Friday, August 21, 2009

What is software architecture (in 15 pages or less)?

Kruchten's "4+1 views of software archicture" is one of my favorite papers of all time. It shows four views of software architecture (logical/functional, process, implementation/development, and physical). The plus one is use-cases/scenarios.

Being 15 pages long, it is an incredibly efficient use of your time if you want to disentangle the different aspects of designing complex systems. And it gives you terminology for explaining what view of the system you mean, and which you have temporarily abstracted away.

Don't get hung up on the UML terminology:
  • Logical is what is commonly refered to as a bubble diagram. What components are in your system and what are they responsible for?
  • Process is which OS processes/threads will be running and how they communicate.
  • Implementation is the files and libraries you used to build the system.
  • Physical is your hardware and where you decided to map your processes.
I prefer the original paper:

Monday, August 10, 2009

Fail over is actually kind of hard (and expensive)

You are building a peer to peer or peered server small scale online game. There are players that purposely disconnect as soon as someone start beating them. They think their meta score will be better, or whatever. Or maybe they have a crappy internet connection. In any case, the master simulator/session host goes down abruptly; now what?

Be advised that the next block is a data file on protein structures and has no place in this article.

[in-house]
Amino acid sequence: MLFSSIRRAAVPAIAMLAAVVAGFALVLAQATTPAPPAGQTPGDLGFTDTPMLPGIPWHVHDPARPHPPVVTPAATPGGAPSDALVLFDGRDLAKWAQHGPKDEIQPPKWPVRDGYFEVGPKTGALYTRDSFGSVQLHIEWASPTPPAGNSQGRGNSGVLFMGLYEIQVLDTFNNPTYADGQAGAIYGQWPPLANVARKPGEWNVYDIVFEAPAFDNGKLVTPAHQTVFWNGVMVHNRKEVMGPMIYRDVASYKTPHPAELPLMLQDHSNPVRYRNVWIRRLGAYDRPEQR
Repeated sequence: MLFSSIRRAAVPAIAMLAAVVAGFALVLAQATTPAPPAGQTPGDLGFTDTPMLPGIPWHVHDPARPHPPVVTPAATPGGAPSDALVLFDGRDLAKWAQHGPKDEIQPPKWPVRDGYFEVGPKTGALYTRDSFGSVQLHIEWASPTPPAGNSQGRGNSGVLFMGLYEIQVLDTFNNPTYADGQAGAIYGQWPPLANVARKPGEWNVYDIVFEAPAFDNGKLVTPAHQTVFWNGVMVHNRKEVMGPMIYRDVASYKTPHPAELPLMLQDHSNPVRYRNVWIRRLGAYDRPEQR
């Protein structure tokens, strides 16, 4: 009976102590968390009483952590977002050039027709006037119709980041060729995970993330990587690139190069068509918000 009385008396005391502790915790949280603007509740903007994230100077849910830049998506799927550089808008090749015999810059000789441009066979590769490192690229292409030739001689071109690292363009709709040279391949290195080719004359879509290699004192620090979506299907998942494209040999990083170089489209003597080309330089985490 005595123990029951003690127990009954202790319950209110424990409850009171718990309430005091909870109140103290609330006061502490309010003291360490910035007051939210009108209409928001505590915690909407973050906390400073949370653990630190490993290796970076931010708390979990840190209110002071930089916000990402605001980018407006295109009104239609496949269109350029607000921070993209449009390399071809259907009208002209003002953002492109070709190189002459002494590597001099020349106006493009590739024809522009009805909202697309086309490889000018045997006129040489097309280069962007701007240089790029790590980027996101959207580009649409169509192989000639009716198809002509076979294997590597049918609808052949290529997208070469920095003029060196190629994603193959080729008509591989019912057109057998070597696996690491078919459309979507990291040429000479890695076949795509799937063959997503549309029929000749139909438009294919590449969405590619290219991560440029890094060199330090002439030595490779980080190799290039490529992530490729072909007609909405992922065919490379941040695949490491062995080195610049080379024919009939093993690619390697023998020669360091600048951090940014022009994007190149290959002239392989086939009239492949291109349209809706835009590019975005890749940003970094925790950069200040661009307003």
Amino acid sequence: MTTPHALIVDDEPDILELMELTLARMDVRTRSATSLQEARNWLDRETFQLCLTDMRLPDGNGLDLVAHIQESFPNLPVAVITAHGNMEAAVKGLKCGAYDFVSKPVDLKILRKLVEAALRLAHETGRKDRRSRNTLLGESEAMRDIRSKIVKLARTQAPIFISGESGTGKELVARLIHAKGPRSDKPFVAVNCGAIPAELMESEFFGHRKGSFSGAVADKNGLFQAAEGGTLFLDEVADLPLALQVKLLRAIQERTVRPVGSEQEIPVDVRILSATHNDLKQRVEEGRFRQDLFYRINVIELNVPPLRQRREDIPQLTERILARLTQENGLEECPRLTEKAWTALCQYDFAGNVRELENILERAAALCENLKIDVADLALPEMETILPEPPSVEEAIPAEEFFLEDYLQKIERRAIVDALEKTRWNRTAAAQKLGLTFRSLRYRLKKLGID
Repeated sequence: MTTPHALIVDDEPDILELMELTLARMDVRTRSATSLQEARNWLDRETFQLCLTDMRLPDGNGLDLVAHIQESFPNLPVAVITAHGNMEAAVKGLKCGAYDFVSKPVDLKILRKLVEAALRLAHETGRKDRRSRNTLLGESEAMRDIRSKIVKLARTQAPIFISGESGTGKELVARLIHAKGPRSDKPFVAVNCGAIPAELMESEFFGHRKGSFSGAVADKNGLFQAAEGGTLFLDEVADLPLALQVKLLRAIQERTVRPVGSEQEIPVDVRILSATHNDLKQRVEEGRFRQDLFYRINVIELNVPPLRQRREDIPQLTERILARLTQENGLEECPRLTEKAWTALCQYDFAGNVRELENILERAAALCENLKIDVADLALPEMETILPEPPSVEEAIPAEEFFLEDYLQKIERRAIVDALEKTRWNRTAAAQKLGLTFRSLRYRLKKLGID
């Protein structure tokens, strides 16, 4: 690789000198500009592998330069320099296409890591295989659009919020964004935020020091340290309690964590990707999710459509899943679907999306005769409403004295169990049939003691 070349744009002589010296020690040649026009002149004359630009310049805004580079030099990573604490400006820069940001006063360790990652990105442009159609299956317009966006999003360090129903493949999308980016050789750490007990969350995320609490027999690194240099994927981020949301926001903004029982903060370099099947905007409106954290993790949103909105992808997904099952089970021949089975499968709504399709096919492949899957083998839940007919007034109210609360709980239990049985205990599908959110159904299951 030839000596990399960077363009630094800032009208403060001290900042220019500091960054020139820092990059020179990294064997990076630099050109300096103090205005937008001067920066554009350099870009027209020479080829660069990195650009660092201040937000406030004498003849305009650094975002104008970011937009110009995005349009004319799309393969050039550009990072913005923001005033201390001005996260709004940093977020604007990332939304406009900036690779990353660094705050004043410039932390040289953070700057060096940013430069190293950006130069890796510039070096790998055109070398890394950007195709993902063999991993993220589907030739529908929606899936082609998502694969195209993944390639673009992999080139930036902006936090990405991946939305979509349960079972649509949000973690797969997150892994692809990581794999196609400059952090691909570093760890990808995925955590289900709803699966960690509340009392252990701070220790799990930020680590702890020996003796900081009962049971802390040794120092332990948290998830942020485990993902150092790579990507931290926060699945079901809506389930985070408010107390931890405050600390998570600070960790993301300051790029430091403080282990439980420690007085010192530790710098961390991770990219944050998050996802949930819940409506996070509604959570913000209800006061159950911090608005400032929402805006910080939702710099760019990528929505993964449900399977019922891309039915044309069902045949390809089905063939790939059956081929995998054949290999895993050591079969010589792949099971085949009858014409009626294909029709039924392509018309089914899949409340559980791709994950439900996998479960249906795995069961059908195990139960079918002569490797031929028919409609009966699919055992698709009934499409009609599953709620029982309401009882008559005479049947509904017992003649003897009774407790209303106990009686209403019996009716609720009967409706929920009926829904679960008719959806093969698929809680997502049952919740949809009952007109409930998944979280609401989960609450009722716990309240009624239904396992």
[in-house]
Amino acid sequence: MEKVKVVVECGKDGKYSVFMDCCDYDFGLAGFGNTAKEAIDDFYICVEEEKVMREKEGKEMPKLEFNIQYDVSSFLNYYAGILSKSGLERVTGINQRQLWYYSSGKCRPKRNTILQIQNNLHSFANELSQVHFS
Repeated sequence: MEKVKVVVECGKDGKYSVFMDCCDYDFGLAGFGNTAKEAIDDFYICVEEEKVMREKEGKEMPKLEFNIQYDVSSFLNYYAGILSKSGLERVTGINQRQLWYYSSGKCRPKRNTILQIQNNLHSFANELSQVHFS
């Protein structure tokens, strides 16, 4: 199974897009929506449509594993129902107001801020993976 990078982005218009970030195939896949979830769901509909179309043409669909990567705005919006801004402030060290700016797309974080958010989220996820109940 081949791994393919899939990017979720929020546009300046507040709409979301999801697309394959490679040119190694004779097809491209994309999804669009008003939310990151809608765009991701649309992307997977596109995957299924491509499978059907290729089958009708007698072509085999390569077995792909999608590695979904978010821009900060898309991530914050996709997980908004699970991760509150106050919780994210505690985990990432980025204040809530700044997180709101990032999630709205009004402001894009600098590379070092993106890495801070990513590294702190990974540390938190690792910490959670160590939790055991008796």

At least you would want to keep playing with the guys you've matched with; the rest of your clan or whatever. At best, you'd like to keep playing from exactly the point of the "failure" without noticing any hiccup (good luck). The steps to get session host migration/fail over to a new simulator:
  • Restablish network interconnection
  • Pick a new master simulator
  • Coordinate with the Live Service about who is the master (or do this first)
  • Have the entity data already there, or somehow gather it
  • Convert replicated entities in to real owned/master entities
  • Reestablish interest subscriptions, or whatever distributed configuration settings are needed
  • "Unpause"
Some challenges:
  • To reconnect, someone needs the complete list of IP/ports used by the players. But that is consider a security issue. E.g. someone could use that info to DOS attack an opponent. Let's assume the Live Service renegotiates and handshakes your way back into business.
  • If you aren't connected, how do you elect a new master? If you don't have a master yet, how would all the clients (in a strict client/server network topology) know who to connect to? So the answer has to be precomputed. E.g. designate a backup simulator before there is a fault (maybe the earliest joiner, lowest ip address...)
  • If your game session service supports this, it can solve both of the previous issues by exposing IP addresses only to the master simulator, and since it has a fixed network address, each client can always make a connection to it and be told who is the new master.